My Biggest Fear

My biggest fear is the future.  Not necessarily my future.  But Brian’s future.  The not knowing part of his future.

Every once in a while I read something or I see something that just sets me into an anxiety attack.

Yesterday I had one of those moments.

I was at a residential home teaching the staff how to do a safe transfer for a person with an amputation into the shower.

The home wasn’t nice.  It wasn’t particularly clean, it smelled, and it really felt like an institution to me.

Adults were walking around aimlessly, not talking to anyone or they were sitting in chairs staring at the television.

There was no happy vibe there.  No interacting.  It was eerily quiet for having over ten people milling around in a small area.

And I start to wonder what their stories are.  Do any of them have autism?  Did they choose to live here so they could have the independence they craved or did they not have family members who could continue to help them make a course through life?

I read an article today that said that for a child with autism to have a higher chance of being able to live independently as an adult, they need to talk by age six and have an IQ above 50.  Brian is six.  He talks.  But he doesn’t talk functionally.  Some days he’ll go all day without uttering a word.  Some days he’ll sing me a song.  He never really has a conversation with me, unless I can format it so all my questions are yes or no or I’m specifically asking him to label things for me.  Brian’s had two IQ tests done (talk about anxiety- and anger, and sadness, and everything else you can think of)- and they both came out above 50- but not much higher.  He’s really in a spot on the spectrum that makes it hard for me to predict what his future will hold.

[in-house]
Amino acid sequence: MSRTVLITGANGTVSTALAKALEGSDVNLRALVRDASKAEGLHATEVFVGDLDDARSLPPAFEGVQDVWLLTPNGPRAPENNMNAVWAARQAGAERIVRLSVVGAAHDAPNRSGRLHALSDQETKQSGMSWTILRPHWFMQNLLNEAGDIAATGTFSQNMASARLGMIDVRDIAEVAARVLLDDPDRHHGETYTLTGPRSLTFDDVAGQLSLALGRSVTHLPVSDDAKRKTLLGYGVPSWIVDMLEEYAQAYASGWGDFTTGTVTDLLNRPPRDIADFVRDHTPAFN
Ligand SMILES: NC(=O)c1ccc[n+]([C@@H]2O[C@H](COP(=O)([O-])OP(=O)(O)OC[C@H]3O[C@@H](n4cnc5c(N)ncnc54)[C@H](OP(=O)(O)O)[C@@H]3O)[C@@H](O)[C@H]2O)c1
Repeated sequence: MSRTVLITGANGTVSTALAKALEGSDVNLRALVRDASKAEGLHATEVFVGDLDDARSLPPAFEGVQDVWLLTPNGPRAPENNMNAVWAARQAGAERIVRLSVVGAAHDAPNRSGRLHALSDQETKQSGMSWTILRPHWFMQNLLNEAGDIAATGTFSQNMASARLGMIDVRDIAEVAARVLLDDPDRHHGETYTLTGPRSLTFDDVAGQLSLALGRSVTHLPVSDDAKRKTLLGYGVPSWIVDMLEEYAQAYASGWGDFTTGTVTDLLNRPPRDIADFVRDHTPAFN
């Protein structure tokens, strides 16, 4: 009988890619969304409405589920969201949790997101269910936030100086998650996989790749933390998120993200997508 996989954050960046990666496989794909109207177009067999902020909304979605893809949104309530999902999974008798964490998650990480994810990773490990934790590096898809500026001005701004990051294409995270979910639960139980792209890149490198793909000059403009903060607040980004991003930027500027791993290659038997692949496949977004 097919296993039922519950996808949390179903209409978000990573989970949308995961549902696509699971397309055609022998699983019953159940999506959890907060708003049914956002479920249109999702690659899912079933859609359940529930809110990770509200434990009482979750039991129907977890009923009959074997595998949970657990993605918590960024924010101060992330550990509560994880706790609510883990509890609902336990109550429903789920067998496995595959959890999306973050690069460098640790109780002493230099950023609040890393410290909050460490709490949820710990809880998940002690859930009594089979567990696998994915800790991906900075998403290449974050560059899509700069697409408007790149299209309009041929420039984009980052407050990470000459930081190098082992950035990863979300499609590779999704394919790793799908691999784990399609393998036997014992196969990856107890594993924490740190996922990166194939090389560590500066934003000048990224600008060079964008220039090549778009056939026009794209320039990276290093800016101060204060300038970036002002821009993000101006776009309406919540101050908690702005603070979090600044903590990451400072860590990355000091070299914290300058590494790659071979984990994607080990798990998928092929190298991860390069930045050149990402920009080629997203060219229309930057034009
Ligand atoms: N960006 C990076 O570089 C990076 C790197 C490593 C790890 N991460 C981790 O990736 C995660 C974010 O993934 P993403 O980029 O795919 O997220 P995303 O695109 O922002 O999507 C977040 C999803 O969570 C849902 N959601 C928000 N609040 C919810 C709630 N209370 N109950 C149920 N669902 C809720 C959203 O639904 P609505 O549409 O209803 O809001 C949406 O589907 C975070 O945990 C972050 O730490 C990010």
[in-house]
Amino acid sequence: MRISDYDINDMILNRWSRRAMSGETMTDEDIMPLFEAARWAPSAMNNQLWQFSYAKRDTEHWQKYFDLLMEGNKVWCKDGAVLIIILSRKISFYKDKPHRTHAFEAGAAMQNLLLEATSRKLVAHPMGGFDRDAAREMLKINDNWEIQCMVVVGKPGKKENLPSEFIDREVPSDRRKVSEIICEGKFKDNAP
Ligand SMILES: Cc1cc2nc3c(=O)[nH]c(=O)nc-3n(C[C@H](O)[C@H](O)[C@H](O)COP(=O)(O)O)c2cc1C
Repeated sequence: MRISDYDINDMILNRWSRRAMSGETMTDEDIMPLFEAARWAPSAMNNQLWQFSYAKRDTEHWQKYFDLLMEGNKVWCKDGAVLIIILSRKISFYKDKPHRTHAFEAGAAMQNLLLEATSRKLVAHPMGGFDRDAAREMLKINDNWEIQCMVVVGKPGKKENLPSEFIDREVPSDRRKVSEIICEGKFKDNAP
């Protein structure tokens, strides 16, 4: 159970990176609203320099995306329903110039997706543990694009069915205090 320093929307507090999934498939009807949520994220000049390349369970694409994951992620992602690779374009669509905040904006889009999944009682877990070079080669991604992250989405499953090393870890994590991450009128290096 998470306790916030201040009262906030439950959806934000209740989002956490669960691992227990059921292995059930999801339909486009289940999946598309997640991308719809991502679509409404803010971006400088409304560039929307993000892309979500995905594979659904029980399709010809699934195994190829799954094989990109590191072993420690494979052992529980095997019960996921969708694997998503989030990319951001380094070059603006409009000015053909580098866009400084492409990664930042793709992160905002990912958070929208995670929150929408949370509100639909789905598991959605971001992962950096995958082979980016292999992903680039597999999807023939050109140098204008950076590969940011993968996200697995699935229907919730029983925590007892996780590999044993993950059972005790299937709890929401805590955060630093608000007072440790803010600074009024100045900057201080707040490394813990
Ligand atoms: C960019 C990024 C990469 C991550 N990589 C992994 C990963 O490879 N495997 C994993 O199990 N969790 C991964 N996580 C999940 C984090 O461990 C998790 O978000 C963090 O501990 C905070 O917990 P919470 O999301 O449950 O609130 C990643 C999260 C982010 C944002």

I have always said that Brian will live with me forever.   The plan is to buy a home that we are able to remodel to have an attached yet separate apartment. Yet, of course I dream that he will be able to live on his own and that he’ll want to and he’ll have his own hopes and dreams that I will encourage him to strive for.

The worst fear is my passing away and not leaving someone that will continue to care for him.  And him ending up in a home like I was in yesterday.  This train of thought is so draining and depressing, yet it could be a reality.  It’s so important to plan for these special kid’s futures, yet almost impossible to know what they may hold.

Heather Nelson

About Heather Nelson

Heather resides in Rockland where she is busy juggling life as a newlywed, a mom to two boys (one of which who has autism), a part time job in direct sales, and a full-time job as a pediatric occupational therapy assistant. She has a love for live music, karaoke, and cheering on the underdogs.